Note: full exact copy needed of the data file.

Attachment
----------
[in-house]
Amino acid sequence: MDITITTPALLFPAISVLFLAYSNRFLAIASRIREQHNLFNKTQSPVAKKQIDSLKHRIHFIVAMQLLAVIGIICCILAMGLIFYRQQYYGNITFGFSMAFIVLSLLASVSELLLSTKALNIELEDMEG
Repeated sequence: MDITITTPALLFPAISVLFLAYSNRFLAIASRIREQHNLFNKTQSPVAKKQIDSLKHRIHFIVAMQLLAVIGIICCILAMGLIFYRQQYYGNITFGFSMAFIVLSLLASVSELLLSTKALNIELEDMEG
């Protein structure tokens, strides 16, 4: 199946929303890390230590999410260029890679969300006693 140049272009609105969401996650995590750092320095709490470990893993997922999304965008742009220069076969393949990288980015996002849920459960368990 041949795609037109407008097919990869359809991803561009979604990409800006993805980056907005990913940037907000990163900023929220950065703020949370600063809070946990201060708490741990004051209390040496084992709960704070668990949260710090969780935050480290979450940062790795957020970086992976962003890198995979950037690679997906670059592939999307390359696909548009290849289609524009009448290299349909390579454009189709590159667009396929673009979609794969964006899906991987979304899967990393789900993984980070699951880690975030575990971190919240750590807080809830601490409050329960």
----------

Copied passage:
[in-house]
Amino acid sequence: MDITITTPALLFPAISVLFLAYSNRFLAIASRIREQHNLFNKTQSPVAKKQIDSLKHRIHFIVAMQLLAVIGIICCILAMGLIFYRQQYYGNITFGFSMAFIVLSLLASVSELLLSTKALNIELEDMEG
Repeated sequence: MDITITTPALLFPAISVLFLAYSNRFLAIASRIREQHNLFNKTQSPVAKKQIDSLKHRIHFIVAMQLLAVIGIICCILAMGLIFYRQQYYGNITFGFSMAFIVLSLLASVSELLLSTKALNIELEDMEG
């Protein structure tokens, strides 16, 4: 199946929303890390230590999410260029890679969300006693 140049272009609105969401996650995590750092320095709490470990893993997922999304965008742009220069076969393949990288980015996002849920459960368990 041949795609037109407008097919990869359809991803561009979604990409800006993805980056907005990913940037907000990163900023929220950065703020949370600063809070946990201060708490741990004051209390040496084992709960704070668990949260710090969780935050480290979450940062790795957020970086992976962003890198995979950037690679997906670059592939999307390359696909548009290849289609524009009448290299349909390579454009189709590159667009396929673009979609794969964006899906991987979304899967990393789900993984980070699951880690975030575990971190919240750590807080809830601490409050329960």